Green Chile Meatloaf with Mashed Potatoes and Vegetable Medley

14 November 2009: Another entree at which Nick & Jimmy’s excels is the roasted spring chicken which is slow-roasted with fresh herbs, prominent among which are garlic and oregano.  The chicken is comprised of a breast, leg, thigh and wing, all moist and thoroughly delicious.  Easily large enough to share, you probably will want this chicken all to yourself.  An excellent complement to the chicken is the buttery and rich rice pilaf, each grain of which is imbued with flavor. 

16 May 2015: A half dozen pizzas fired on the restaurant’s wood oven are a popular draw.  if the Athenian Pizza (spinach, roasted garlic and feta) is any indication, Nick and Jimmy’s could compete with the city’s pizzerias.  This thin-crusted beauty is generously endowed with ingredients: enough roasted garlic cloves to ward off a werewolf or two, enough feta to wreck your breath for a day and a nice blanket of spinach over a crusty canvas lightly slathered with tomato sauce.  It’s not always the case that a pizza will taste even better cold than it does warm, but this one does.  Thankfully we took half the pizza home and enjoyed it for breakfast the following day.

Athenian Pizza

30 October 2010: If Greek entrees are what appeal most to you from the menu, but you also want a sandwich, Nick & Jimmy’s offers a gyro sandwich with tomatoes, onion, tzatziki sauce and an amalgam of beef and lamb nestled in a thick, warm pita.  Though a good sandwich, this one isn’t overstuffed with beef and lamb the way I enjoy my gyros. Thankfully it is very moist and very well-seasoned, a perfect foil for the thicker than usual tzatziki sauce.

30 October 2010: Dave Hurayt often extols the excellence of Nick & Jimmy’s pasta dishes.  No longer exclusively the domain of Italian restaurants, pasta dishes are often better prepared in fine-dining  eclectic establishments than they are in their more well-practiced Italian brethren.  That’s certainly the case with the Beef Tenderloin Tip Rigatoni, a swimming pool-sized bowl brimming with rigatoni in a cayenne cream sauce with wild mushrooms and red peppers studded with beef tenderloin.  The cayenne cream sauce is redolent with a peppery piquancy that New Mexicans will love.  The pasta is perfectly prepared at a shade beyond al dente while the beef tenderloin, at medium-rare, is tender and succulent, a real treat.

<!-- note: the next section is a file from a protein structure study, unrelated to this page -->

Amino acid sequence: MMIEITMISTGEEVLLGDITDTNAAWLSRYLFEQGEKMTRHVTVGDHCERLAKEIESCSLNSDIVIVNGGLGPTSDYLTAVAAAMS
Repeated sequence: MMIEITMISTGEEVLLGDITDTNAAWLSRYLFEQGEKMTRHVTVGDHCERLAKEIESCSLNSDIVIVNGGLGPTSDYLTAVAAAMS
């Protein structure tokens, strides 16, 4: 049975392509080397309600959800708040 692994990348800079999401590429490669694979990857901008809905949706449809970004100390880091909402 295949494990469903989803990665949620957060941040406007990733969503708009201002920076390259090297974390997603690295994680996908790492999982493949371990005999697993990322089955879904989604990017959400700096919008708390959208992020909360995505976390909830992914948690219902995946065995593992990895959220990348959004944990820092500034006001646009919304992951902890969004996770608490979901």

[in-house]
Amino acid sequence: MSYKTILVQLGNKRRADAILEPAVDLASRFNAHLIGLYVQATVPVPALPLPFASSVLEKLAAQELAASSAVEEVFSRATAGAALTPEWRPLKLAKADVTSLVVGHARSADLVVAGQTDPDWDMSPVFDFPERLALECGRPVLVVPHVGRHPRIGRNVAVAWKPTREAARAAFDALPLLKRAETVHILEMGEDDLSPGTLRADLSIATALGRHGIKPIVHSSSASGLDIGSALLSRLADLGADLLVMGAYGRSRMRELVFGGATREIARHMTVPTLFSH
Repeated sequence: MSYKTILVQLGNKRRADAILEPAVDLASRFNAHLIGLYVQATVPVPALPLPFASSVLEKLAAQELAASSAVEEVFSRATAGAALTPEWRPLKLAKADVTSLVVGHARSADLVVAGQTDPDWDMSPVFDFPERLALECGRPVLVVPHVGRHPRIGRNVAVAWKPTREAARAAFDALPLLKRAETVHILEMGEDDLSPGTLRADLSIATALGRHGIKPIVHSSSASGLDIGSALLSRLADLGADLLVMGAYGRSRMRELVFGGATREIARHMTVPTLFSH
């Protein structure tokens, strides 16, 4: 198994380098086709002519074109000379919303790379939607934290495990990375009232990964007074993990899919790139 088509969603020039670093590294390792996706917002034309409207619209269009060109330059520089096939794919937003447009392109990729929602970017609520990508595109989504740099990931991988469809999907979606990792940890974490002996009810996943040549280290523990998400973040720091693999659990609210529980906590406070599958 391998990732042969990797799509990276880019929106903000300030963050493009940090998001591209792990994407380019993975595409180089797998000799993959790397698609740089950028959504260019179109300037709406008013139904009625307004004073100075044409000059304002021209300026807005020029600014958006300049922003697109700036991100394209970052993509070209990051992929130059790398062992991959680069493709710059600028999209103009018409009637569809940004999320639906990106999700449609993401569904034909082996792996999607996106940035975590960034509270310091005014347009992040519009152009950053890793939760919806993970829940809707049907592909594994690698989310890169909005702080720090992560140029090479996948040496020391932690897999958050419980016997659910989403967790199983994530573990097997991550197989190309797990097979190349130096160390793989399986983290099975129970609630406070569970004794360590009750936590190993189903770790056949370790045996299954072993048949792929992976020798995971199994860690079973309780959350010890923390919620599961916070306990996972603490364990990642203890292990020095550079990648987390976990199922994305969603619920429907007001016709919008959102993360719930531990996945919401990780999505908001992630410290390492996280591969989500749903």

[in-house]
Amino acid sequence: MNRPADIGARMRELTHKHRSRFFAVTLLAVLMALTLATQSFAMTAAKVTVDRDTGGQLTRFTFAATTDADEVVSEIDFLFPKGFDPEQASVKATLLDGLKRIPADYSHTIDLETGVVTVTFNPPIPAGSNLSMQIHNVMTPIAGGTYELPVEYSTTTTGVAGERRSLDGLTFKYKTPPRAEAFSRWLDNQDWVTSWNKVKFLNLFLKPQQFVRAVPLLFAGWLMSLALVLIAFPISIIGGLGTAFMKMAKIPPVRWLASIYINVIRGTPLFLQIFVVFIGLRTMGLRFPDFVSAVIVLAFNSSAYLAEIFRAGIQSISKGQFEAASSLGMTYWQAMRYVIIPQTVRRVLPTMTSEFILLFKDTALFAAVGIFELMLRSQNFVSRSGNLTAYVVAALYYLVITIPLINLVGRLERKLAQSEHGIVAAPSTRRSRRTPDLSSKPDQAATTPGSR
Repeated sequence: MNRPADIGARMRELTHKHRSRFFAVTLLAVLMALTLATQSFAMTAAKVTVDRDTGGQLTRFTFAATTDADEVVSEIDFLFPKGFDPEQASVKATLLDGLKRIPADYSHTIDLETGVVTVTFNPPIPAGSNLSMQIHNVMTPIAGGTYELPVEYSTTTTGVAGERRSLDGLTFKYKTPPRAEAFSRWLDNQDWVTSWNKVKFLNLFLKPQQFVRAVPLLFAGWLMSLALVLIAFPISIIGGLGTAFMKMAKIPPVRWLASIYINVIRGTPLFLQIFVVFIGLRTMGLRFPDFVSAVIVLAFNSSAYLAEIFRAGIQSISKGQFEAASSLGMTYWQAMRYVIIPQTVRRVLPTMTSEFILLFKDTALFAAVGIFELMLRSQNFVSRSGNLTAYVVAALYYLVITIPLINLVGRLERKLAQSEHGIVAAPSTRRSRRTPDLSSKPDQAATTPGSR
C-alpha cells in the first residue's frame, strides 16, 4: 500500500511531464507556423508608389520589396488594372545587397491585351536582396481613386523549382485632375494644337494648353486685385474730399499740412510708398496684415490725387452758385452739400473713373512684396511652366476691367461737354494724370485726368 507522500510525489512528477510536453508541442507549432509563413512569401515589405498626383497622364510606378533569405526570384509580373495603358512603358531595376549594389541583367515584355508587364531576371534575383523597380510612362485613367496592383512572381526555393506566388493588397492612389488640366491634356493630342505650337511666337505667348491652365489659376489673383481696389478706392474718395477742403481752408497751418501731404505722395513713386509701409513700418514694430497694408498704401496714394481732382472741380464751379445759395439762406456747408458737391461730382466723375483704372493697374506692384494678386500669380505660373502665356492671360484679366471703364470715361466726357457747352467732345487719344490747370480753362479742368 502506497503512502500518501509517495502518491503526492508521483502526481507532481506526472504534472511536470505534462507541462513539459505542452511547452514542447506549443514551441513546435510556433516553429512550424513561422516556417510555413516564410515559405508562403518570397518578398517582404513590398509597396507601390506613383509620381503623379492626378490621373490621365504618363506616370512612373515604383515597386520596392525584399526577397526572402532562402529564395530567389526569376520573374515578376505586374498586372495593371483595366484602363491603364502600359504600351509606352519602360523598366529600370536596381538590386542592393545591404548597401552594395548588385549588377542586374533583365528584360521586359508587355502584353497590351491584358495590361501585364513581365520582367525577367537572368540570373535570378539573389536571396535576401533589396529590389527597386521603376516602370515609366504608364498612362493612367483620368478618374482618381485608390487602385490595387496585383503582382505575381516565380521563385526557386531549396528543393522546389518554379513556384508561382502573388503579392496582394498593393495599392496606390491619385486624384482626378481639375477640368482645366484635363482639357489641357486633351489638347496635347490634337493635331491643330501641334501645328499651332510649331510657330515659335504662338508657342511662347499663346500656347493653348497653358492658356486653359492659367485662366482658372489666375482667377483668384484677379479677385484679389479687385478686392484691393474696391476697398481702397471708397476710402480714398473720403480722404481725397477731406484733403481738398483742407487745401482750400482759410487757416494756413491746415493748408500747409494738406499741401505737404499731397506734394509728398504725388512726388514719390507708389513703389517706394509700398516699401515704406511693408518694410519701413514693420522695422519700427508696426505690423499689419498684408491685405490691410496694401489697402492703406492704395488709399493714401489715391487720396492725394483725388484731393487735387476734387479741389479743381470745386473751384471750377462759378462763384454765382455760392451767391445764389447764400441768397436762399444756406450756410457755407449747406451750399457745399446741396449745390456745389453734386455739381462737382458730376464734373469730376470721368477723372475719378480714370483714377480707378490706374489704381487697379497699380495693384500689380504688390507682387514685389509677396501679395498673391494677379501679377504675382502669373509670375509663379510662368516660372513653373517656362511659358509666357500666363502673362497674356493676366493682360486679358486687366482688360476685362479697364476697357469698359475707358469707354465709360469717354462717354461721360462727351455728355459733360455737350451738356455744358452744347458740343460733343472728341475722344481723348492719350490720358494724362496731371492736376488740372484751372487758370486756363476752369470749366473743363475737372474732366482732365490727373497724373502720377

Pineapple Upsidedown Cake at Nick & Jimmy's

Pineapple Upsidedown Cake at Nick & Jimmy’s

14 November 2009: The dessert menu includes such seemingly de rigueur standards as creme brulee and bread pudding.  It also showcases a pineapple upsidedown cake, not a very common dessert offering in New Mexico restaurants.  This is wholly unlike other pineapple upsidedown cakes I’ve ever seen as it’s not sliced from a large sheet cake.  These are individually portioned cakes sprinkled with confectioner’s sugar and surrounded by rich whipped cream and fresh berries.  The cake is moist and thoroughly delicious, not too sweet as some of its ilk are apt to be.

30 October 2010: Another Greek-inspired dessert favorite is the Baklava Sundae, a sundae glass in which two mounds of Blue Bunny’s vanilla ice cream are topped with a triangle of moist and rich baklava replete with sweet honey.  The baklava sweetens the ice cream all the more, forming a decadent marriage sure to appease the most discerning of dessert aficionados.

Coconut Cream Pie

16 May 2015:  Not even Gilligan’s crew enjoyed coconut cream pie as good as prepared at Nick and Jimmy’s.  From its frothy whipped cream top sprinkled with shreds of toasted coconut to its flaky Graham cracker crust, this thick pie served cold is an absolute delight.  Texturally, it’s thicker than most puddings though not quite as thick as a cheesecake.  It’s the type of dessert for which you’d risk your svelte figure.

Nick & Jimmy’s Bar & Grill is owned by Albuquerque’s dynamic partnership duo of Nick Kapnison and Jimmy Daskalos, restaurant impresarios with a small empire of restaurants throughout the Duke City.  A hallmark of their restaurants is great service.  You can’t do better than Michelle, one of the best servers in town.  Ask for her.